- University to request to build 300 beds
- McDonald to serve as UNE director of athletics
- Students to lose Internet for part of finals weekend
- Speaking up for the misrepresented
- Professors, students find course evaluations helpful
- Grilling for a good cause
- Evan Conti signs with professional agent
- More than your average intern
- Amp up your closet with apps
- Wherever WiGo, Lahey Goes
Learn from mistakes while you can
I could tell you why I had the best four years of my life here, and I could tell you not to let your four years fly by without getting involved or making an impact. But, that’s not as important as what I’m about to tell you.
I was recently inspired by a Quinnipiac alum who spoke to students on campus and said that college is an important time of your life because the penalty for messing up isn’t nearly what you’ll have to face in the “real world.” Mike Germano is absolutely right. Yup, we are telling you it’s OK to screw up.
His best example: What happens when an RA catches an underage student with alcohol on campus? He or she gets a warning. In real life? There will be a huge fine to pay and the police will suspend your driver’s license.
I don’t think Mike was encouraging underage drinking, but it’s just a great example of how you can make mistakes in college and, in the grand scheme of things, get away with it. Hopefully, you will learn from it.
College is like a playground for young adults. You can chill out on the swings and spend your time having a little fun on the Quad, or you can challenge yourself on the monkey bars and learn how to become successful.
I chose the latter, but I still wish I had made more mistakes. It would have made me a better person.
I would have had a better sense of how far is too far. I might know a bit more about what works and what doesn’t. And I could have used what I learned to make better decisions in real life, which is now less than three weeks away, seniors.
One way to make mistakes is to take risks. I know, it can be scary, when you don’t know the outcome of whatever it is that you are about to try. Hopefully, your curiosity takes over and you test the water. You might fail, but you can still leave with something to help you for the next time. Walk away a winner no matter what.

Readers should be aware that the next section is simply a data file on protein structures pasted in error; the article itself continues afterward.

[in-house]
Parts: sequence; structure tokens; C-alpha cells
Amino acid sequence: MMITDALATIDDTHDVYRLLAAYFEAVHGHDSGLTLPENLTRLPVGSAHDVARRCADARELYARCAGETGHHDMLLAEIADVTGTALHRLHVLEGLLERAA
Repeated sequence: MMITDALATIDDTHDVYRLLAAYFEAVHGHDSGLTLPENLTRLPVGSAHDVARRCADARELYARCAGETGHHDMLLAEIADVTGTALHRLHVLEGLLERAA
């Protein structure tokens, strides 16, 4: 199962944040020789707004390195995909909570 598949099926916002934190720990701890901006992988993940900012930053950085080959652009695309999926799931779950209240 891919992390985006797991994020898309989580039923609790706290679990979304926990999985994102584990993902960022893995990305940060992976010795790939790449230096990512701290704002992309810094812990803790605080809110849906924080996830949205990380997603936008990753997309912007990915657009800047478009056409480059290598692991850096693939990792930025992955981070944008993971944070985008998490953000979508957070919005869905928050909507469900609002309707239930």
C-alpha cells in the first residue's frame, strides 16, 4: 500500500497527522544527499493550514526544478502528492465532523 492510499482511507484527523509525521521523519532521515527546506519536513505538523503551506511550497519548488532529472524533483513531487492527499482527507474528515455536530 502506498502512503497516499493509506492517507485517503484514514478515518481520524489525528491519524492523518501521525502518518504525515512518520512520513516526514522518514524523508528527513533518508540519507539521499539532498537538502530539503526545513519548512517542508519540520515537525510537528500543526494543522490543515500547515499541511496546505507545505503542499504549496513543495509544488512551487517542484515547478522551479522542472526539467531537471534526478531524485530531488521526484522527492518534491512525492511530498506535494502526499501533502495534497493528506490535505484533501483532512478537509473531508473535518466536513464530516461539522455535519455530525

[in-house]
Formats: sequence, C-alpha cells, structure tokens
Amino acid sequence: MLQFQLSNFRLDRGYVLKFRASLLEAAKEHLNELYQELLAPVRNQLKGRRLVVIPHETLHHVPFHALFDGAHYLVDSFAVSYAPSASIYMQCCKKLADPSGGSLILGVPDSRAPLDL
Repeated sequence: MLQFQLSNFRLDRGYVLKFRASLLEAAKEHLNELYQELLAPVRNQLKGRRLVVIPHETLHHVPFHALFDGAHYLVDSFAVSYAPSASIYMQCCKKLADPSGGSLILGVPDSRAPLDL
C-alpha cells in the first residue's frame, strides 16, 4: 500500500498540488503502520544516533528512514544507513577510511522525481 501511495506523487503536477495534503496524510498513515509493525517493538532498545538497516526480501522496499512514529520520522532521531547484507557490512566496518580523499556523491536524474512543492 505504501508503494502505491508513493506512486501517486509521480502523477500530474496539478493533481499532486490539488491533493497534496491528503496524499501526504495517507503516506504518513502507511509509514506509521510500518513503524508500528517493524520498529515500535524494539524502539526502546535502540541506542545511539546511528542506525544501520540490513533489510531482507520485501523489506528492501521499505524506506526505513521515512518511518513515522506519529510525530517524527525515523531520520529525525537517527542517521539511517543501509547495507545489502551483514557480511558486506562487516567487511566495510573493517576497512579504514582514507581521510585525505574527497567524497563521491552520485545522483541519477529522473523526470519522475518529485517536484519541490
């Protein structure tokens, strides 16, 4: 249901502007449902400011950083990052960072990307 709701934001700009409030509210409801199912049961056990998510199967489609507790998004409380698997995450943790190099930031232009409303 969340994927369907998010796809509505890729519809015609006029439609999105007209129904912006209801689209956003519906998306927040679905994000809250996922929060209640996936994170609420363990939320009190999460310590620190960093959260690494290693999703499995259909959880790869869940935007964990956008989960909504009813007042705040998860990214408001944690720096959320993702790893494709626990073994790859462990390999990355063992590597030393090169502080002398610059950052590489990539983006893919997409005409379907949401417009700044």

Join the Chronicle
If you were inspired by the first 350 words of this article, then I hope you will do what I did and attend one Chronicle staff meeting to see what we do. (No, this is not just targeted at the few print journalism students who haven’t gotten their acts together yet.)
The Chronicle is the closest thing to the real world that Quinnipiac has to offer. What we write in print or post online is open to everyone – not just the student body, the Quinnipiac community or Hamden. What we report can get picked up nationally (seriously, it has, on a few occasions). What we publish can make an impact on the community and cause change. There is a risk for every story we publish.
No matter what your major, the Chronicle has a spot for you, and I promise you will become more responsible. Perhaps most importantly, you will learn how to write. Even if you choose not to write for the paper, we will teach you how to write a professional email, which is a very underrated skill.
No matter what part of the paper you join, you will have a boss, and you will have co-workers. Learning how to work with people and learning how to work for people are also underrated skills. News flash: You aren’t going to like everyone you work with or for. That applies in the real world, and the Chronicle.
We are a friendly bunch of students; we understand that each student brings something different to the organization.
The Chronicle will help you take risks. Without a doubt, it helped me.
Let this sendoff be a thank you to the Chronicle and everyone who I worked with in my four years. I just hope others will follow suit.